Most outdoor motion detector light sensors are designed to see anywhere from 50–80 feet. If you are placing outdoor sensors for security purposes, take extra care to ensure that your sensors are covering areas of your property where an intruder would likely walk, like a footpath.
5. Do My Motion Detector Lights Need a Switch to Work?
Seeing as motion detector lights were created to turn on without you having to flip a switch, you do not have to have a switch to have motion detector lights. Having a switch that attaches to your lights, however, expands your lights’ capabilities.
Indoor and outdoor motion sensor lights that have a manual switch let you turn them on and off manually, which can be really convenient for checking if a light bulb has burned out. Sometimes a motion sensor light will appear to have burned out when in reality its sensor is just blocked. Having a manual switch lets you check if the light can be turned on and off manually, which will let you know if your light actually needs to be replaced.
6. Can I Set My Motion Detector Lights to Stay Off for a Time?
Getting your motion detector lights to turn off and stay off is another available function if you have a switch attached to your light. Whether you don’t want your porch light turning on after you’ve gone to bed or you want to pretend like nobody is home, it is possible to override your motion sensor and make it so your lights turn off.
You’ll want to check with the manufacturer of your motion detector light to confirm how to override the motion sensor function of your lights if you want them to stay off for a time. For most lights, it will be as simple as flipping the lightswitch to the off position.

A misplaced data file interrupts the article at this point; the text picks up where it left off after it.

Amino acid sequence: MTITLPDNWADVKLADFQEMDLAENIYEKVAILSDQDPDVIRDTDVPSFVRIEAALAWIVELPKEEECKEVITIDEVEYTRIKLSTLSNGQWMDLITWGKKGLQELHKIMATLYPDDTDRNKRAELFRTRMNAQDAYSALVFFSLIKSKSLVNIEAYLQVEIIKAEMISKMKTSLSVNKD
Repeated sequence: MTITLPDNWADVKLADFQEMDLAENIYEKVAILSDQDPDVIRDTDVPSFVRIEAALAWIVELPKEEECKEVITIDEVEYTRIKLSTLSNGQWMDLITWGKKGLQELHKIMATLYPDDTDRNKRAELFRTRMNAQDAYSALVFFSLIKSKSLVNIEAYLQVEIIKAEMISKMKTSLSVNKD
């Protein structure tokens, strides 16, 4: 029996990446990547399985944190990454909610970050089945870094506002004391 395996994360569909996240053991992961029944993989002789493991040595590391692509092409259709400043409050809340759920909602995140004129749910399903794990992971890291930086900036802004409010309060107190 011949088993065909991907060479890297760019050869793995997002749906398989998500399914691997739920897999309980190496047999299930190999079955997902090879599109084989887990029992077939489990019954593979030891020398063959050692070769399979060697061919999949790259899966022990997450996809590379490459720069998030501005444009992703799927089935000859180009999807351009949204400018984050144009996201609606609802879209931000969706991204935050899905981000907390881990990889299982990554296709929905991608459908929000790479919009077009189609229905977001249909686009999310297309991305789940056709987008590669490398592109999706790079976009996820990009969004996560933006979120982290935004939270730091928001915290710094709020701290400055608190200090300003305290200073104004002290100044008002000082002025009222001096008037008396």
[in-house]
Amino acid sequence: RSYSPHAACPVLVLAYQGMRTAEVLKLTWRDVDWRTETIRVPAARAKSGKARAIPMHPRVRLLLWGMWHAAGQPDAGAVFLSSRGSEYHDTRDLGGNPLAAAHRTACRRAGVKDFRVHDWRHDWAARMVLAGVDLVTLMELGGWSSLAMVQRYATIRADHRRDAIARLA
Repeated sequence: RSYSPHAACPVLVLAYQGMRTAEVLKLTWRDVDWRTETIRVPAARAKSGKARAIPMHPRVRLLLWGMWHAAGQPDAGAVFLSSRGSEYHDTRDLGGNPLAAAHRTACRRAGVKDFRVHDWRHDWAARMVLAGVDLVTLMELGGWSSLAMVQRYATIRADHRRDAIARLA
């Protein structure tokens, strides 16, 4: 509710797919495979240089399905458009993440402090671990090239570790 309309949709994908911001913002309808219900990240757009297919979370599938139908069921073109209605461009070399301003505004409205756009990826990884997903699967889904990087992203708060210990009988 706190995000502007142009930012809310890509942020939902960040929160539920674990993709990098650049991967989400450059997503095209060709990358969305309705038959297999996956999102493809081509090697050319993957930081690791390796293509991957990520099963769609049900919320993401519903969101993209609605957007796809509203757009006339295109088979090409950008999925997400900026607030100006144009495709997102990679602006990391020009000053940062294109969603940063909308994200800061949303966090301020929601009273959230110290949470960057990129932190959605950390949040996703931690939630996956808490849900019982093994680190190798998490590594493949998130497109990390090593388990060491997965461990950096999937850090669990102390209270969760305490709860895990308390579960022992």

7. Is It a Good Idea to Set My Motion Detector Lights to Stay On or Off?
A common home security practice involves leaving porch lights on throughout the night to prevent burglary. The idea behind it is that burglars will deduce someone is home and pass on to the next house. But does this practice actually do anything to deter crime? Is it a good idea to override the timing sensor of your light and keep it on? And is it ever a good idea to override your motion sensor and make sure your lights stay off?
Lights on to Deter Burglars
The first thing to know when making a decision about keeping your motion detector lights on is that manually setting porch and indoor lights to remain on has not been shown to reduce crime or deter burglars. Most people who are planning a break-in do their research and plan out what they are going to do before they commit the crime. This can involve staking out a house and taking note of the daily schedules of the people who live there. Most robberies take place during either the workday or when families are on vacation because the robbers have done their research and know that nobody will be home.
Because burglars prefer to come prepared when they plan on robbing a house, leaving your porch or home lights on won’t do a lot to deter burglars since they will likely already know whether or not you and your family are home.
An alternate idea to leaving your lights on to deter burglars is utilizing timers. Consider setting the lights inside your home to turn on in different rooms throughout the day to mimic movement. You could also put your porch light on a timer so that it turns on in the evening but then turns off when it is bedtime. This will make your empty home appear more natural and lived-in.
There are some situations where it is smart to override the settings of your lights, so let’s take a look at what those are.
When to Keep Your Porch Light On